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Poker Strategy: Pot-Limit Omaha Hi-Lo Fundamentals With Randy Ohel

by Steve Schult |  Published: Jul 01, 2020


WSOP Bracelet Winner Randy OhelThe World Series of Poker is the one time of the year where all of poker’s variants, not just no-limit hold’em, are on display at the highest level. Randy Ohel is a fixture in those other games. He is a successful regular in the high-stakes mixed game scene, both in tournaments and in cash games.

Ohel has a WSOP bracelet from his victory in the $2,500 2-7 triple draw in 2012, and has cashed in several other variants, including runner-up finishes in the 2018 $10,000 2-7 triple draw, the 2016 $10,000 seven card stud hi-lo championship, and the 2014 $10,000 H.O.R.S.E. championship.

The Florida native and Las Vegas resident has more than $2 million in live tournament earnings, almost exclusively in mixed events. Ohel has delved into the coaching realm of poker and is currently taking students to learn non-hold’em games. He can be found on Twitter @RandyOhel.

In an effort to provide readers with a solid fundamental strategy of mixed games, Card Player sat down with Ohel to break down a pot-limit Omaha hi-lo hand from the $10,000 pot-limit Omaha hi-lo championship at the 2019 World Series of Poker.

Bryce Yockey raised to 125,000 from under-the-gun and Nick Schulman called from middle position. Yockey bet 175,000 on the flop and Schulman called. On the turn, Yockey checked, Schulman bet 675,000. Yockey called. Both players checked the river.

Steve Schult: Let’s just start with preflop. Is Bryce’s hand considered a bluff? I can’t imagine it plays very well post-flop, but it clearly blocks a lot of good hands.

Randy Ohel: It’s sort of a bluff. His hand figures to be the best hand at the table because when you block three of the aces, it’s hard for someone to wake up with a premium hand. So, it’s not a bluff because it actually figures to be the best hand at the table. It figures to just win the blinds a ton. People won’t often have hands that they can be defend.

And let’s say you get called by the big blind. He is going to have a very weak range and you’re going to just win the pot on a lot of boards against a big blind defense or something. It’s a pretty mandatory open, and you wish that third ace was a different card, but you’ll win the pot a lot.

SS: Nick’s hand seems very strong. Is there going to be a percentage of time that he three-bets this hand instead of just calling?

RO: His hand is a premium and I can’t imagine ever not three-betting that. There’s probably some weird ICM (Independent Chip Model) factors in play, but that is a really good hand. I don’t know what the other stacks are at this point, but I think that the hand is too strong not to three-bet.

SS: When we talked about the limit version of this game, you brought up the push-pull theory where sometimes you will just call to keep more players in the pot versus three-betting because the hand plays better heads-up and you’ll have a better chance of scooping. Does that concept apply in pot-limit as well?

RO: Much less so because you’re much less likely to invite a multi-way pot. The issue in this case, as opposed to a hand like A-2-3-4, is that its hot and cold equity just isn’t that good. You wouldn’t not three-bet A-2-3-4 because you want to get more people in. It’s because it is a hand where its equity will be dramatically impacted by what comes on the flop.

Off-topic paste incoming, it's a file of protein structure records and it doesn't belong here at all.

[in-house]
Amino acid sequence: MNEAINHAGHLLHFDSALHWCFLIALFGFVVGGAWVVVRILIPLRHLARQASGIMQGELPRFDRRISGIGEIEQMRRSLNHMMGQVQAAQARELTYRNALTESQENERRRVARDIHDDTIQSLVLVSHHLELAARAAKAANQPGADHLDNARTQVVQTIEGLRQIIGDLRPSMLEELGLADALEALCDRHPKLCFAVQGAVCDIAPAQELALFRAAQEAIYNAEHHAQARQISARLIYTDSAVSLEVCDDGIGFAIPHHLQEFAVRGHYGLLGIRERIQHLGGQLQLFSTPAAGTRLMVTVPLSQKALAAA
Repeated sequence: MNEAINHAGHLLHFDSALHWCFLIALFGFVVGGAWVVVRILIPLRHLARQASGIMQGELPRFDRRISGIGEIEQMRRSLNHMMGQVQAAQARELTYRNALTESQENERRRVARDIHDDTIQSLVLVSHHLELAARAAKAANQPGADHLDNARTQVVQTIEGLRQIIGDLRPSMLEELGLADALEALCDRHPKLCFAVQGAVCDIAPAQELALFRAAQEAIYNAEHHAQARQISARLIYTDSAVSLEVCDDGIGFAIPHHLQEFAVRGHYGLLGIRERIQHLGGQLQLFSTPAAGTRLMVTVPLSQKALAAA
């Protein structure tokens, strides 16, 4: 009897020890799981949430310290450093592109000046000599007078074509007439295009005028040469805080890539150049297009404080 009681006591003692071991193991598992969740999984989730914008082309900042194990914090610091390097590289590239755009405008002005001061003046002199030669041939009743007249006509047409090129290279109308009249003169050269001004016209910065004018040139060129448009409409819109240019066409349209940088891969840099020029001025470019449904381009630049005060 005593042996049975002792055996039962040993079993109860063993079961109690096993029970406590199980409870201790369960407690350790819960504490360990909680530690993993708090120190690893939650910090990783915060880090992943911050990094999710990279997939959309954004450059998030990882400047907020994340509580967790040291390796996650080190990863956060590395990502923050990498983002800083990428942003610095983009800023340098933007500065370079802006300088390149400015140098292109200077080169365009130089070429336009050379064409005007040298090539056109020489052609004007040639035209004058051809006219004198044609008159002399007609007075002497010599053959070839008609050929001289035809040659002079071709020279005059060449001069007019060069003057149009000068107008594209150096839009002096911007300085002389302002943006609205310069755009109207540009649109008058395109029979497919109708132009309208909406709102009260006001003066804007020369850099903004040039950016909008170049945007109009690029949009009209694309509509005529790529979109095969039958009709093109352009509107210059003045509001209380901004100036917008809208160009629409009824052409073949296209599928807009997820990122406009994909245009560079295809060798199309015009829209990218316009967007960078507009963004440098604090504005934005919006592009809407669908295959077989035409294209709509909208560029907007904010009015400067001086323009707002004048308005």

The equity in that hand is nowhere near static across all flops. Rather than getting money in with 49 percent now or something like that, you just get all the money in later with a lot more than that. Whereas the A-K-2-3 has good hot and cold equity. It’s better on more flops because it has a king in it. If an ace or a king comes, it’s a much better hand.

But also it’s a hand where sometimes you’ll end up against something like A-2-3-4 and you may not know it, but your A-K high is good and you may get bluffed or not pump as much money as you should into the pot. So, you sort of want to see a whole board. When you have A-2-3-4, you’ll almost never get bluffed because if you don’t make anything, you only have A-4 high or like bottom pair.

But with A-K, maybe you make top pair or maybe you have A-K high. Both of which could be good. It’s more possible to get bluffed. It’s also a favorite against most hands except for something like good aces, so you just want to push the equity.

SS: We get to the flop and Bryce bets 175,000, just over half-pot. Is that a fairly common sizing?

RO: Tournaments and deep in tournaments, especially, are different from a lot of other things. For the circumstances that they are in, this is a totally reasonable sizing. In cash games, the sizings are going to tend to be bigger on a board that have two wheel cards and a flush draw or something like that.

There is a lot of peeling against smaller bets in a cash game. That just doesn’t happen in tournaments. In all forms of poker, the sizing is smaller in tournaments.

SS: Are there going to be any hands where he would want to go for a pot-sized bet?

RO: I would say no. Not on this texture. Full pot in these tournaments is going to be reserved, more often, for when there is a made low on the board. I would also say, by the way, that this flop is a large part of why Nick should’ve three-bet this preflop.

SS: Why?

RO: Because when you see the other guy’s cards on their back, you can’t screw up this flop. Or the turn for that matter. What happens if Bryce bets and Nick calls, the turn is a four and now Bryce bets again. What does Nick do? He gets bluffed off two pair. He had Bryce in jail and he got bluffed because he didn’t see his cards.

SS: He has Bryce in jail on this flop?

RO: No, no, no. In that exact situation where a four comes on the turn, he has him in jail. I’m saying that what if a four comes and Bryce bets again? Nick is going to fold and he had him in jail.

I’m not saying that this would happen, but I am saying that this is the sort of thing that could happen. That’s the point that I’m making. This is the sort of accident that happens when you just call pre. Yeah, you get a chance to make some good plays, but you also give yourself the chance to make some really bad plays.